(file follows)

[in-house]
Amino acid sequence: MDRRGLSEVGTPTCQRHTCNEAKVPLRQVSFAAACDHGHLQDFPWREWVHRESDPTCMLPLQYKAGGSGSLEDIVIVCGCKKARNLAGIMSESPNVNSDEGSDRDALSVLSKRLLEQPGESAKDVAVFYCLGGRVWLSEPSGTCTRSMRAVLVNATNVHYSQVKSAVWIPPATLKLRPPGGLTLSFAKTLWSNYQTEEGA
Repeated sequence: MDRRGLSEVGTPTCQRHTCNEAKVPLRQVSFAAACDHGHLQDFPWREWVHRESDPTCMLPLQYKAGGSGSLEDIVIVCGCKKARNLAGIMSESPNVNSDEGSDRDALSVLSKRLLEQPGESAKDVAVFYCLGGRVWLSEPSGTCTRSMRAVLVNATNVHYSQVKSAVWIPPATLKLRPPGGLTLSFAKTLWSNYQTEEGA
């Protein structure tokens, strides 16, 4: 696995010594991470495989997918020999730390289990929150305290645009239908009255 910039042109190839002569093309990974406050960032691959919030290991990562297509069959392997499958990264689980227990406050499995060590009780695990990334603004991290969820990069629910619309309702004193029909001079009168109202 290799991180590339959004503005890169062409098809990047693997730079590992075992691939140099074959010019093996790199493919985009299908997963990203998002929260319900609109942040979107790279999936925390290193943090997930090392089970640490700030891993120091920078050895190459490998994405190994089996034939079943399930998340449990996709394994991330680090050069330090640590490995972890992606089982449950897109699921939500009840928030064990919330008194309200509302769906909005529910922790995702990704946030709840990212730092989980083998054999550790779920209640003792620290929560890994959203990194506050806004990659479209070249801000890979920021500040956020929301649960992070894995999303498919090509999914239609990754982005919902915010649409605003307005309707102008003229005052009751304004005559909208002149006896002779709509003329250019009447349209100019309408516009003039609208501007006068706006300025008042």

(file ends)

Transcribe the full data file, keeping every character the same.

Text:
[in-house]
Amino acid sequence: MDRRGLSEVGTPTCQRHTCNEAKVPLRQVSFAAACDHGHLQDFPWREWVHRESDPTCMLPLQYKAGGSGSLEDIVIVCGCKKARNLAGIMSESPNVNSDEGSDRDALSVLSKRLLEQPGESAKDVAVFYCLGGRVWLSEPSGTCTRSMRAVLVNATNVHYSQVKSAVWIPPATLKLRPPGGLTLSFAKTLWSNYQTEEGA
Repeated sequence: MDRRGLSEVGTPTCQRHTCNEAKVPLRQVSFAAACDHGHLQDFPWREWVHRESDPTCMLPLQYKAGGSGSLEDIVIVCGCKKARNLAGIMSESPNVNSDEGSDRDALSVLSKRLLEQPGESAKDVAVFYCLGGRVWLSEPSGTCTRSMRAVLVNATNVHYSQVKSAVWIPPATLKLRPPGGLTLSFAKTLWSNYQTEEGA
């Protein structure tokens, strides 16, 4: 696995010594991470495989997918020999730390289990929150305290645009239908009255 910039042109190839002569093309990974406050960032691959919030290991990562297509069959392997499958990264689980227990406050499995060590009780695990990334603004991290969820990069629910619309309702004193029909001079009168109202 290799991180590339959004503005890169062409098809990047693997730079590992075992691939140099074959010019093996790199493919985009299908997963990203998002929260319900609109942040979107790279999936925390290193943090997930090392089970640490700030891993120091920078050895190459490998994405190994089996034939079943399930998340449990996709394994991330680090050069330090640590490995972890992606089982449950897109699921939500009840928030064990919330008194309200509302769906909005529910922790995702990704946030709840990212730092989980083998054999550790779920209640003792620290929560890994959203990194506050806004990659479209070249801000890979920021500040956020929301649960992070894995999303498919090509999914239609990754982005919902915010649409605003307005309707102008003229005052009751304004005559909208002149006896002779709509003329250019009447349209100019309408516009003039609208501007006068706006300025008042």